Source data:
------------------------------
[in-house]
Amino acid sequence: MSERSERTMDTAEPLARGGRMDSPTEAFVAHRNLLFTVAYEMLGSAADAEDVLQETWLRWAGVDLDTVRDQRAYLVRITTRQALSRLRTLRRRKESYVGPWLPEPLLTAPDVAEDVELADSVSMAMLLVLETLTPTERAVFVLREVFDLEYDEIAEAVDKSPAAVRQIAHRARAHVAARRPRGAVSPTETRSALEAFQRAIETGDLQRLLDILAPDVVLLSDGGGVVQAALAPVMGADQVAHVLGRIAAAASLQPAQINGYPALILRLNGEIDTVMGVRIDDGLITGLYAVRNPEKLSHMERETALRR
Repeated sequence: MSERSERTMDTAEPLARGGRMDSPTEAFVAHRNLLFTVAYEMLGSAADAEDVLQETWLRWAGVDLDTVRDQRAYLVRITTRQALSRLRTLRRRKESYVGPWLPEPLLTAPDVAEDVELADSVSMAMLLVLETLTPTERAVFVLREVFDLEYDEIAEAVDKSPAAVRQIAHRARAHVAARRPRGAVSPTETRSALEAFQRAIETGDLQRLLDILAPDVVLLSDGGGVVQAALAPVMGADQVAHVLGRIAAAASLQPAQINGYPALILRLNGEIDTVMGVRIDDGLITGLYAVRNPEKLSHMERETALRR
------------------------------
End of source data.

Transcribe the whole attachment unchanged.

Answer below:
[in-house]
Amino acid sequence: MSERSERTMDTAEPLARGGRMDSPTEAFVAHRNLLFTVAYEMLGSAADAEDVLQETWLRWAGVDLDTVRDQRAYLVRITTRQALSRLRTLRRRKESYVGPWLPEPLLTAPDVAEDVELADSVSMAMLLVLETLTPTERAVFVLREVFDLEYDEIAEAVDKSPAAVRQIAHRARAHVAARRPRGAVSPTETRSALEAFQRAIETGDLQRLLDILAPDVVLLSDGGGVVQAALAPVMGADQVAHVLGRIAAAASLQPAQINGYPALILRLNGEIDTVMGVRIDDGLITGLYAVRNPEKLSHMERETALRR
Repeated sequence: MSERSERTMDTAEPLARGGRMDSPTEAFVAHRNLLFTVAYEMLGSAADAEDVLQETWLRWAGVDLDTVRDQRAYLVRITTRQALSRLRTLRRRKESYVGPWLPEPLLTAPDVAEDVELADSVSMAMLLVLETLTPTERAVFVLREVFDLEYDEIAEAVDKSPAAVRQIAHRARAHVAARRPRGAVSPTETRSALEAFQRAIETGDLQRLLDILAPDVVLLSDGGGVVQAALAPVMGADQVAHVLGRIAAAASLQPAQINGYPALILRLNGEIDTVMGVRIDDGLITGLYAVRNPEKLSHMERETALRR